Brandyé Dui-Erâth was born under a low red moon to awful circumstances. Within moments of his birth, the house in which he was born burned to the ground. It was a rare and terrible occurrence, and the men and women of the village flocked to the scene in the dead of night to see the flames reaching high into the black sky, and knew with sadness that the family who lived there had perished.
They were not wholly wrong, but neither were they wholly right. For amidst the ashes and embers in the grey morning, a shocking sight greeted them. Imagine, for a moment, their astonishment to discover, in the center of the ruined home, a tiny child, seemingly untouched by the flames, alone, quiet, and peering curiously at the sky and the men who now towered above him. Whether he understood yet what he saw around him, and that his parents were gone, they did not know, but they were unsettled by the fact that the child had been unaffected by the terrible flames.
It was also curious that only the house they dwelt in burned; it was a dry season, and by all accounts the barn, only a few paces away, should certainly have caught the flame and burned down around the livestock it sheltered. But the barn was unharmed, and indeed the animals were entirely undisturbed; when a nearby horsemaster came to take ownership of the cattle, he found them merely anxious to be milked, and happily followed him down the road to his own pastures, some three miles away.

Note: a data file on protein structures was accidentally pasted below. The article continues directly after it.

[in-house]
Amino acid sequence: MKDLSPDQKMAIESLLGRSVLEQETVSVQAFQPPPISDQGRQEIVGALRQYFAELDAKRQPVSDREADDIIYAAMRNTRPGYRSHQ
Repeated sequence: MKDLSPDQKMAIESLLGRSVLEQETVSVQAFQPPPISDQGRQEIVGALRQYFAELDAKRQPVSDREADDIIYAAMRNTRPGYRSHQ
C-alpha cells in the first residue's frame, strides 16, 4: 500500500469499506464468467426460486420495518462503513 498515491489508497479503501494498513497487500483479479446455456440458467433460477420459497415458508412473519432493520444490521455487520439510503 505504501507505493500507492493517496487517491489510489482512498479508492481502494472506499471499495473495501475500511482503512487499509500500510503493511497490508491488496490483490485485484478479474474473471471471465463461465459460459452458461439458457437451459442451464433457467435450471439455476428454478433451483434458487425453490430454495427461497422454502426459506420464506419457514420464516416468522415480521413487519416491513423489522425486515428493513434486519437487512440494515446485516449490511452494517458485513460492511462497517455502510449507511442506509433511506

Word spread quickly from town to town that a child had been born to flame, and when people recalled that the sky had been black and the moon red, they were afraid of the child, and saw him as an omen of disaster. Admittedly, they were not certain exactly what this disaster would be or when it would happen, and as nothing much seemed to occur soon after or in the years to come – and since the child showed no sign of dark powers (or powers of any other kind, for that matter) – the people’s fear diminished gradually into unease and mistrust. They nonetheless avoided him if they could, and he grew up very much alone, with no friends, save a few.
At first, no one knew exactly what to do with the child; his mother and father had not been particularly well known in the village and surrounding lands, being little more than cattle farmers, and tended to keep to themselves. They had been known only as the Dearsays not even the Dearsay family, as no one even knew the wife had borne a child), and had lived quietly in the small house – now gone – with the large barn behind. Most people had only met them on Saturdays, at the market, where they ran a small stall selling milk and eggs.
Of course, few people in those parts concerned themselves overly with the business of others, and were perfectly content to let their neighbors stay behind their doors if they wished. Most had little acquaintance with anyone outside of their village, and indeed the Dearsays had come from elsewhere some years before. The old folk at the time wondered at this, for surely they didn’t need more farmers – nearly everyone was a farmer, it seemed – and would far preferred a skilled healer, for their old bones ached, or failing that, for them simply not to have arrived in their town at all.